LONDON: Van drivers have a reputation for aggressive driving. In that case, the proposed merger between carmakers Peugeot and Fiat Chrysler Automobiles, could be in for a bumpy ride. Their vast combined share of the market for light commercial vehicles makes it hard to swerve around European Union regulators. But there is a solution that could benefit the Italian Agnelli family twice.
Peugeot and Agnelli-controlled Fiat want to close their deal by the first quarter of 2021 and get on with extracting a targeted 3.7 billion euros in annual cost savings. But competition authorities in Brussels stand in the way. They have launched a four month-long probe into the deal, focusing on the two companies’ share of the van market. Their concerns are justified: Peugeot and Fiat together would account for around one-third of EU van sales, rising to two-fifths in France and nearly half the market in Italy.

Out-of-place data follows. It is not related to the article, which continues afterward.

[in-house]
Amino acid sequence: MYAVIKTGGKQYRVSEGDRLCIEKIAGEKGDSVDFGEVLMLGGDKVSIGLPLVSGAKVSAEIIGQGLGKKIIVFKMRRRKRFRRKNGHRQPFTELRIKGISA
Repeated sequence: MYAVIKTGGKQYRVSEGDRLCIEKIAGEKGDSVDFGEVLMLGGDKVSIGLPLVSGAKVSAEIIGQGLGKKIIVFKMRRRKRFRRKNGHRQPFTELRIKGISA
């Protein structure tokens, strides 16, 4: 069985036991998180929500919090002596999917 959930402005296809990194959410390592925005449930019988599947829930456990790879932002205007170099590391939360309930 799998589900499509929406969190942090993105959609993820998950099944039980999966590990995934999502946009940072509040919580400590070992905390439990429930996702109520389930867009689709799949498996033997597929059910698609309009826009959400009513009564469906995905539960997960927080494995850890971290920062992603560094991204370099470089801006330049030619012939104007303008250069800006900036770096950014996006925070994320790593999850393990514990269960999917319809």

The carmakers will argue that a niche in which rivals Volkswagen, Renault and Daimler also have significant shares remains competitive. Moreover, continued investment in electric vans necessitates economies of scale. Rival Volkswagen, for example, recently announced a joint venture to manufacture the vehicles with American rival Ford Motor.
There’s a good business at stake. HSBC analysts reckon the auto segment generates average operating profit margins of about 10%, above the group margin at both Fiat and Peugeot. But relatively high profitability also makes it harder for the pair to defend substantially increasing their market share. The EU could order them to offload all or part of the business as a condition for allowing for the merger to proceed.
Selling some models to another large competitor would arguably just reshuffle existing market share. A surer way to meaningfully boost drivers’ choice would be to offload part of the business to a diminutive rival like Milan-listed CNH Industrial, which has substantially less than one-tenth of the EU small van market.